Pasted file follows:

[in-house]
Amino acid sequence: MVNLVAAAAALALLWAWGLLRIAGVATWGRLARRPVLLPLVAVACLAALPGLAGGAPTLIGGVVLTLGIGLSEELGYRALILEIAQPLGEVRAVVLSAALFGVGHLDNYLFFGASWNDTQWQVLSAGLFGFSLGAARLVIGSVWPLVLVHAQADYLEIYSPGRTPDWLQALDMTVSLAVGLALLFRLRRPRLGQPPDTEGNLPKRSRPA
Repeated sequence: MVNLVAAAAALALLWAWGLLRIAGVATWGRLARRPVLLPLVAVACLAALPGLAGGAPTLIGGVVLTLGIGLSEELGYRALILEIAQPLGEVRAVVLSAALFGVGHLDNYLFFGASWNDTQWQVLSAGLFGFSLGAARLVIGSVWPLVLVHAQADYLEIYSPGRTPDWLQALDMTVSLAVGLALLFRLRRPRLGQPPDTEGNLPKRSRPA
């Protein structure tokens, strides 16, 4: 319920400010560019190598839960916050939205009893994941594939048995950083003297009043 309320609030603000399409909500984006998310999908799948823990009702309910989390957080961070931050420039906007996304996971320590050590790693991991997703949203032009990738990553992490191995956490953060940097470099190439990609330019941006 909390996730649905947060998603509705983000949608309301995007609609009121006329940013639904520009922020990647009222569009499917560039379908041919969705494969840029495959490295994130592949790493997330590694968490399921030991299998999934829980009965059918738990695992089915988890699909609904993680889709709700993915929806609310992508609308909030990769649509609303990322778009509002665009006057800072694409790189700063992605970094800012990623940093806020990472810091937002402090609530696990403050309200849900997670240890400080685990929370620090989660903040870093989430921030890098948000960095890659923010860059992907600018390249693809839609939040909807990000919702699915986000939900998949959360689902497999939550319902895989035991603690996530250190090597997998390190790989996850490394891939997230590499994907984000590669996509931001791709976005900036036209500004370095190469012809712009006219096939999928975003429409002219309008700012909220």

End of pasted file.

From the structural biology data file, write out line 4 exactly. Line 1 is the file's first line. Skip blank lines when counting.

């Protein structure tokens, strides 16, 4: 319920400010560019190598839960916050939205009893994941594939048995950083003297009043 309320609030603000399409909500984006998310999908799948823990009702309910989390957080961070931050420039906007996304996971320590050590790693991991997703949203032009990738990553992490191995956490953060940097470099190439990609330019941006 909390996730649905947060998603509705983000949608309301995007609609009121006329940013639904520009922020990647009222569009499917560039379908041919969705494969840029495959490295994130592949790493997330590694968490399921030991299998999934829980009965059918738990695992089915988890699909609904993680889709709700993915929806609310992508609308909030990769649509609303990322778009509002665009006057800072694409790189700063992605970094800012990623940093806020990472810091937002402090609530696990403050309200849900997670240890400080685990929370620090989660903040870093989430921030890098948000960095890659923010860059992907600018390249693809839609939040909807990000919702699915986000939900998949959360689902497999939550319902895989035991603690996530250190090597997998390190790989996850490394891939997230590499994907984000590669996509931001791709976005900036036209500004370095190469012809712009006219096939999928975003429409002219309008700012909220």